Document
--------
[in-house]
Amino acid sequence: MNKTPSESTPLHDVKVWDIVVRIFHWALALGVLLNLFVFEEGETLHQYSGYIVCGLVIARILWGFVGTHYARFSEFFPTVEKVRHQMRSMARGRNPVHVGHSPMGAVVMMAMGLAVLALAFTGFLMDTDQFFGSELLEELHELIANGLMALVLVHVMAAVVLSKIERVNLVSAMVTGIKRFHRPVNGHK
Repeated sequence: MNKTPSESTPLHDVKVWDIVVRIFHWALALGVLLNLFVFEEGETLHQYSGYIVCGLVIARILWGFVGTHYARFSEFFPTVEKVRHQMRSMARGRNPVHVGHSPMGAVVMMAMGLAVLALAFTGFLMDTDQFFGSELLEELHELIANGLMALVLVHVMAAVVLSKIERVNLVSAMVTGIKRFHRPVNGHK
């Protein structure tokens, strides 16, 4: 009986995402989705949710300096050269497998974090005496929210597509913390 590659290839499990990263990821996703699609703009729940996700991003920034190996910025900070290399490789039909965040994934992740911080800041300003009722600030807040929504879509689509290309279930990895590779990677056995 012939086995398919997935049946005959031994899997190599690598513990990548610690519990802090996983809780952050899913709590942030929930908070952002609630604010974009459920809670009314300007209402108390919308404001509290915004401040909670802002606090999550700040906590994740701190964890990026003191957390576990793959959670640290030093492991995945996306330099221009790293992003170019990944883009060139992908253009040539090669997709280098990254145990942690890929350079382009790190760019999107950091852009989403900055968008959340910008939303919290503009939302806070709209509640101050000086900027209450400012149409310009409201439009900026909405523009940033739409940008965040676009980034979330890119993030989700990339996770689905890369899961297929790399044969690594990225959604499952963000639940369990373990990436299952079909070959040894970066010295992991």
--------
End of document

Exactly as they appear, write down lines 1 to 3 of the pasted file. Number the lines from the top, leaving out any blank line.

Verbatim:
[in-house]
Amino acid sequence: MNKTPSESTPLHDVKVWDIVVRIFHWALALGVLLNLFVFEEGETLHQYSGYIVCGLVIARILWGFVGTHYARFSEFFPTVEKVRHQMRSMARGRNPVHVGHSPMGAVVMMAMGLAVLALAFTGFLMDTDQFFGSELLEELHELIANGLMALVLVHVMAAVVLSKIERVNLVSAMVTGIKRFHRPVNGHK
Repeated sequence: MNKTPSESTPLHDVKVWDIVVRIFHWALALGVLLNLFVFEEGETLHQYSGYIVCGLVIARILWGFVGTHYARFSEFFPTVEKVRHQMRSMARGRNPVHVGHSPMGAVVMMAMGLAVLALAFTGFLMDTDQFFGSELLEELHELIANGLMALVLVHVMAAVVLSKIERVNLVSAMVTGIKRFHRPVNGHK